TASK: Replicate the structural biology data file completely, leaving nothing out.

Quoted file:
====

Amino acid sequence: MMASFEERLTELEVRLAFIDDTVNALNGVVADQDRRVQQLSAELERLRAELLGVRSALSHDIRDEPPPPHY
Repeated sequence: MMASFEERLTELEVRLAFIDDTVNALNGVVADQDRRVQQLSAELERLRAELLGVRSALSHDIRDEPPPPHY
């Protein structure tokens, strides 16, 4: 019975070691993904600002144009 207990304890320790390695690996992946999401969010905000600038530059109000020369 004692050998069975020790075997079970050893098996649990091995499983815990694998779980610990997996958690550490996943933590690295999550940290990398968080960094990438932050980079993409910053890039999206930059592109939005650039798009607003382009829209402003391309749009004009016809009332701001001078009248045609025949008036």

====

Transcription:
Amino acid sequence: MMASFEERLTELEVRLAFIDDTVNALNGVVADQDRRVQQLSAELERLRAELLGVRSALSHDIRDEPPPPHY
Repeated sequence: MMASFEERLTELEVRLAFIDDTVNALNGVVADQDRRVQQLSAELERLRAELLGVRSALSHDIRDEPPPPHY
């Protein structure tokens, strides 16, 4: 019975070691993904600002144009 207990304890320790390695690996992946999401969010905000600038530059109000020369 004692050998069975020790075997079970050893098996649990091995499983815990694998779980610990997996958690550490996943933590690295999550940290990398968080960094990438932050980079993409910053890039999206930059592109939005650039798009607003382009829209402003391309749009004009016809009332701001001078009248045609025949008036």